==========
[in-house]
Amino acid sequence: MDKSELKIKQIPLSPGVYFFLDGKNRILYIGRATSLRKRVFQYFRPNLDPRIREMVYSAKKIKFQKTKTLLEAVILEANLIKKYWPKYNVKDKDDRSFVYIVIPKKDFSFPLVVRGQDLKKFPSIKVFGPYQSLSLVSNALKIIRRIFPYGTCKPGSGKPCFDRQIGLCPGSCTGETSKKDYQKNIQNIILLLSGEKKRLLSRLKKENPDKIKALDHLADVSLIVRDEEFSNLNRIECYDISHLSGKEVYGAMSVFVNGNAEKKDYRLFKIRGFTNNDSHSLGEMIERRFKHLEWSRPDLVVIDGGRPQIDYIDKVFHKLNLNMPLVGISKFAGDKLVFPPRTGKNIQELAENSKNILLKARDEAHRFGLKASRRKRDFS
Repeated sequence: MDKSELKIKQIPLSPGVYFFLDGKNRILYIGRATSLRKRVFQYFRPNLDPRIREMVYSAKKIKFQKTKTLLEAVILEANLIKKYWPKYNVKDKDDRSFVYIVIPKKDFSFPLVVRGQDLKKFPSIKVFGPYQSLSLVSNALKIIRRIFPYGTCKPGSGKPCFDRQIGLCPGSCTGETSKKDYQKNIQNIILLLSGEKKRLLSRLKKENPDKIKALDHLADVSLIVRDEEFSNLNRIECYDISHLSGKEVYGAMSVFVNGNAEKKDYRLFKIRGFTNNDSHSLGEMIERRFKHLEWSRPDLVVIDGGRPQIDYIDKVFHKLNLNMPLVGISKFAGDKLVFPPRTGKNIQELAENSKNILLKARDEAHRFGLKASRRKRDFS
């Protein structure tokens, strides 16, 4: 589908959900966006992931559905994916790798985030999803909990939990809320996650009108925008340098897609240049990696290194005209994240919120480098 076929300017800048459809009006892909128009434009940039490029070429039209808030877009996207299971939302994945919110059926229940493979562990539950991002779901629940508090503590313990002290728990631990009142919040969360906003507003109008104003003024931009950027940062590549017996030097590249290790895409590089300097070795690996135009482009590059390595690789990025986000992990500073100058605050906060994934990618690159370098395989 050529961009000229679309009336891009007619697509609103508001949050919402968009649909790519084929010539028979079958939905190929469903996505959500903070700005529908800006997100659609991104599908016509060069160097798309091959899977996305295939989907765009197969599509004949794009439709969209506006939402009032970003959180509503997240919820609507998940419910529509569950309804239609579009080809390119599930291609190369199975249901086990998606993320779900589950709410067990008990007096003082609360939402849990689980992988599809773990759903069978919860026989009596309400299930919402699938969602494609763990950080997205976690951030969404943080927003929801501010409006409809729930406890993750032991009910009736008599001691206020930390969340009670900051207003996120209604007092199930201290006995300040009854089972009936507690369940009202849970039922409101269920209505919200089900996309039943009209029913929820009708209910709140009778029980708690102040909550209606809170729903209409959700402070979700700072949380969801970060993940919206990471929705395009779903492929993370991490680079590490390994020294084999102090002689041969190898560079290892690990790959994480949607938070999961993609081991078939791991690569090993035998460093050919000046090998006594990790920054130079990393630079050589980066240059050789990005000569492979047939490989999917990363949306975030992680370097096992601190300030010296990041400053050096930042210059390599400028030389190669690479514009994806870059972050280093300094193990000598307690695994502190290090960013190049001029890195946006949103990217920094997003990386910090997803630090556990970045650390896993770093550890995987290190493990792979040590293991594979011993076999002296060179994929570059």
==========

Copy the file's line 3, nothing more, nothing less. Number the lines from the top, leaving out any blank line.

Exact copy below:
Repeated sequence: MDKSELKIKQIPLSPGVYFFLDGKNRILYIGRATSLRKRVFQYFRPNLDPRIREMVYSAKKIKFQKTKTLLEAVILEANLIKKYWPKYNVKDKDDRSFVYIVIPKKDFSFPLVVRGQDLKKFPSIKVFGPYQSLSLVSNALKIIRRIFPYGTCKPGSGKPCFDRQIGLCPGSCTGETSKKDYQKNIQNIILLLSGEKKRLLSRLKKENPDKIKALDHLADVSLIVRDEEFSNLNRIECYDISHLSGKEVYGAMSVFVNGNAEKKDYRLFKIRGFTNNDSHSLGEMIERRFKHLEWSRPDLVVIDGGRPQIDYIDKVFHKLNLNMPLVGISKFAGDKLVFPPRTGKNIQELAENSKNILLKARDEAHRFGLKASRRKRDFS